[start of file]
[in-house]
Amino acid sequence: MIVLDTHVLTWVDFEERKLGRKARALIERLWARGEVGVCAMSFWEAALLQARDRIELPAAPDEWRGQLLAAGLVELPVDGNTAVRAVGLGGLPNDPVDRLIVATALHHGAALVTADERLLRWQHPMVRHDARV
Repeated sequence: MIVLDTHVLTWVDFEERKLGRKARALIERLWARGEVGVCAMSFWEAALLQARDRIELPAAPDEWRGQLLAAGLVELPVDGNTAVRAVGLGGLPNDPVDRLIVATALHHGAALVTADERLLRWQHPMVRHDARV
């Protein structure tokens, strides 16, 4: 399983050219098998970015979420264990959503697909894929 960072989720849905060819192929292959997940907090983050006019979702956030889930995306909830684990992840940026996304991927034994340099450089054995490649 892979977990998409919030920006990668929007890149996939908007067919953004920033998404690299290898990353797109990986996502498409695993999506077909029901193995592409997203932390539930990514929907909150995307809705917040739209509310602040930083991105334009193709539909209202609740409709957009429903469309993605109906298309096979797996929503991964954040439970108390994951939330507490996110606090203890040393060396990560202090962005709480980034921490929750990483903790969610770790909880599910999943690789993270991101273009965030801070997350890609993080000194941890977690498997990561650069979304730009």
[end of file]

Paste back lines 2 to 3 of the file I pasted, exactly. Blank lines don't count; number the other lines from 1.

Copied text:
Amino acid sequence: MIVLDTHVLTWVDFEERKLGRKARALIERLWARGEVGVCAMSFWEAALLQARDRIELPAAPDEWRGQLLAAGLVELPVDGNTAVRAVGLGGLPNDPVDRLIVATALHHGAALVTADERLLRWQHPMVRHDARV
Repeated sequence: MIVLDTHVLTWVDFEERKLGRKARALIERLWARGEVGVCAMSFWEAALLQARDRIELPAAPDEWRGQLLAAGLVELPVDGNTAVRAVGLGGLPNDPVDRLIVATALHHGAALVTADERLLRWQHPMVRHDARV